Seventeen-year-old Caitlin Talley, of the US state of Tennessee, was killed in October after being thrown from a pickup truck in a violent crash that police believe involved a drunken driver.
As many mourners have done, those who loved Talley erected a memorial Facebook page in her honor.
Reece Elliott, 24, of South Shields, UK, has admitted that in February, he signed on to that tribute page under a false name and threatened to kill “at least” 200 people.
Elliott – who described himself as a “part-time troll” who wanted to post offensive content to see what type of reaction he could provoke – confessed to having posted the following threats to school children and to his own father, according to the BBC:
"My father has three guns. I'm planning on killing him first and putting him in a dumpster.
"Then I'm taking the motor and I'm going in fast. I'm gonna kill hopefully at least 200 before I kill myself.
"So you want to tell the deputy, I'm on my way. I'm killing 200 people minimum at school. I will be on CNN."
The day after the threats were posted, 3,000 pupils stayed home as schools in Warren County, Tennessee went into lockdown, posting armed guards and restricting access.
Elliott is himself the father of one, according to The Examiner.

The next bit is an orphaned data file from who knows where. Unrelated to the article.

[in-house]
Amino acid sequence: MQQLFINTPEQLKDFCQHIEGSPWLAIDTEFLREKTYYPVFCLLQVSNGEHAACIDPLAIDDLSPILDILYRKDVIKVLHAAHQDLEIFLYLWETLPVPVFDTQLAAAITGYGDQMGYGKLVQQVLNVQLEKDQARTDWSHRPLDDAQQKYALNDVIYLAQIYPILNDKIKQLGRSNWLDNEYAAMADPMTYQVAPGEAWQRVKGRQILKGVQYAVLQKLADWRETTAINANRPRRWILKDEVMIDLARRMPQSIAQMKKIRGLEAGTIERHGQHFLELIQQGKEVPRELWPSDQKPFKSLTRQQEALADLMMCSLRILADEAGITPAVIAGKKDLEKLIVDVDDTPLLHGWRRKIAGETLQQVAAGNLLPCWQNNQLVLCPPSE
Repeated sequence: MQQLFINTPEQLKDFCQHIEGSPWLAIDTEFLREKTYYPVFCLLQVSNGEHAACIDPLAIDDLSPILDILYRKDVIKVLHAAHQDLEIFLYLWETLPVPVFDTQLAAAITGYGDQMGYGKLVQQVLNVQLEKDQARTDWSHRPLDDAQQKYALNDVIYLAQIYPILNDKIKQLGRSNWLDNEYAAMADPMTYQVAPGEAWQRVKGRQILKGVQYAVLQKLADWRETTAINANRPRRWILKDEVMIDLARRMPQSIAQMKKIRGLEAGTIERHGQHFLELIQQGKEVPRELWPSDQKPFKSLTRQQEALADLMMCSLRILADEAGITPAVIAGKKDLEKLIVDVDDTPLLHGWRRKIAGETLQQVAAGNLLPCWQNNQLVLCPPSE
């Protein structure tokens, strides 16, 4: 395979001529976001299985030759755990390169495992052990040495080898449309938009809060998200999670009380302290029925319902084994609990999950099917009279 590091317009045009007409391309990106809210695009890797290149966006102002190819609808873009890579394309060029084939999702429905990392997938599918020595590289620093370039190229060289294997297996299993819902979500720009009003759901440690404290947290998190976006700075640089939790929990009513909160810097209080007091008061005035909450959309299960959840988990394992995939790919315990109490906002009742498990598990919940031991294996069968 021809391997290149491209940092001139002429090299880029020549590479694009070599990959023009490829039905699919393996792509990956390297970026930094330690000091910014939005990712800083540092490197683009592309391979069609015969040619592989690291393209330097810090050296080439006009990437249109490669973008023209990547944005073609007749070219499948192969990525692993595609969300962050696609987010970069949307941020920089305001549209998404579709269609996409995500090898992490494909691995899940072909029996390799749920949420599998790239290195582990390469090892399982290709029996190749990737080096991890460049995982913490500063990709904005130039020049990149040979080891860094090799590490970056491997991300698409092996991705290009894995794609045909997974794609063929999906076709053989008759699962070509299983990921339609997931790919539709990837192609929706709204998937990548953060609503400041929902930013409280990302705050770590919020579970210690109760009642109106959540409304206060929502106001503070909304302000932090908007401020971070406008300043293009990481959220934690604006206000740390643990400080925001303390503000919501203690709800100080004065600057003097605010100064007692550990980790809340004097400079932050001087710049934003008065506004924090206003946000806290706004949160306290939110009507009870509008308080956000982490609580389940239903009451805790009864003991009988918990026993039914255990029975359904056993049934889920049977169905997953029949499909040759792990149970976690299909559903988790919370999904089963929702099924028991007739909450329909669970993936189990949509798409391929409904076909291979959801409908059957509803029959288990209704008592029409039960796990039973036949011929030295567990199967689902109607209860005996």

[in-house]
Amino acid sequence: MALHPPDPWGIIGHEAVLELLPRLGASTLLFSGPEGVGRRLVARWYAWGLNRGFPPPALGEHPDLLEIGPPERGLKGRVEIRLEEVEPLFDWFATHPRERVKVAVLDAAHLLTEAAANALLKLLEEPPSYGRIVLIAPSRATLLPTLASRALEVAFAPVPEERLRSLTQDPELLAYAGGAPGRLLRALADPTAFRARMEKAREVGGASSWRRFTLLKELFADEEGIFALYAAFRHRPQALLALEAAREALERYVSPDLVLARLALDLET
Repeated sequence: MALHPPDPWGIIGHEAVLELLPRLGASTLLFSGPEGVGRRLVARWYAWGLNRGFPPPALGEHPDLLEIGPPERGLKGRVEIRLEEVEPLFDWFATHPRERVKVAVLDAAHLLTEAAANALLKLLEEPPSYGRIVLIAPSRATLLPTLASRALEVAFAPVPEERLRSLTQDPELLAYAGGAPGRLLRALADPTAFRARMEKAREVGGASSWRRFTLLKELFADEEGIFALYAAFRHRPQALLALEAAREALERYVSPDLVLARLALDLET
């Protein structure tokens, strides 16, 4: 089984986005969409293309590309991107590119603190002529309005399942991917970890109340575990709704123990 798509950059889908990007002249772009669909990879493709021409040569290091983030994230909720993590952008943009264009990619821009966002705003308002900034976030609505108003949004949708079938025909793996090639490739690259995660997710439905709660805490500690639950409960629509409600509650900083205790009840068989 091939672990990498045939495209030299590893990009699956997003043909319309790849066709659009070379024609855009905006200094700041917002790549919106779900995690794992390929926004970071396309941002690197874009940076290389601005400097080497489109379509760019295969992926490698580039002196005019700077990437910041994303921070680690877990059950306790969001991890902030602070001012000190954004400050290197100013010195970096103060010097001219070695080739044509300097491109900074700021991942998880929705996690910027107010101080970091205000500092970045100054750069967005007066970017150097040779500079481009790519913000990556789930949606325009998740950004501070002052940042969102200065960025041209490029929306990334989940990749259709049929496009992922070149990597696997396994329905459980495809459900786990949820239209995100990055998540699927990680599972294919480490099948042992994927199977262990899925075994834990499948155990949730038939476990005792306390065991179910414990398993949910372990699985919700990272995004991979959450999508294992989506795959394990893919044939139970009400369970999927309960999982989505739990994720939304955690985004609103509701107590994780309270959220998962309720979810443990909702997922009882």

He admitted one count of making a threat to kill and eight of sending grossly offensive messages, the Examiner reports.
The judge, James Goss QC, remarked that a prison sentence will be “inevitable” in sentencing.
Per the Examiner:
"You will remain in custody until the sentence hearing, as I'm sure you will appreciate the offences are serious matters. A prison sentence is of course the inevitable sentence in respect of these offences."
According to prosecutor Gary Buckley, Elliott was “well aware that he was wanted” and turned himself in to South Shields Police Station.
Buckley said that Elliott told police he was also aware of recent incidents of school shootings.
Those shootings include the horrific case of Sandy Hook in December, in which 20-year-old Adam Lanza fatally shot 20 children and six staff members at an elementary school in Newtown, Connecticut.
Elliott told police that while he did post the death threats on Facebook, he “didn’t expect the threats to be taken seriously and didn’t expect them to cause the reaction they did,” Buckley said, according to The Guardian.
Is anybody really that dense?
How do we deal with such cretins?
Like Graham Cluley – who has himself been targeted – said in this story about how to deal with internet trolls, ignoring them should be rule No. 1.
Don’t give them the attention on which they feed. Hopefully, they’ll starve and go away.
That rule applies to death threats. Don’t feed trolls who commit this illegal act. I’d edit the rule to read “don’t respond to trolls,” though.
Instead of ignoring trolls, and instead of feeding their nauseating need for attention, report them.
Harassment is serious. Report the troll to whatever site you’re using, and block them if possible.
As far as trolling goes, don’t. If you can, try to stop others from committing this obnoxious act.
If morality and ethics don’t stop a potential troll, maybe the threat of jail time will.
Just because a troll cooks up a bogus name most certainly does not make him anonymous, and it certainly won’t keep him out of prison, as Reece Elliott has discovered.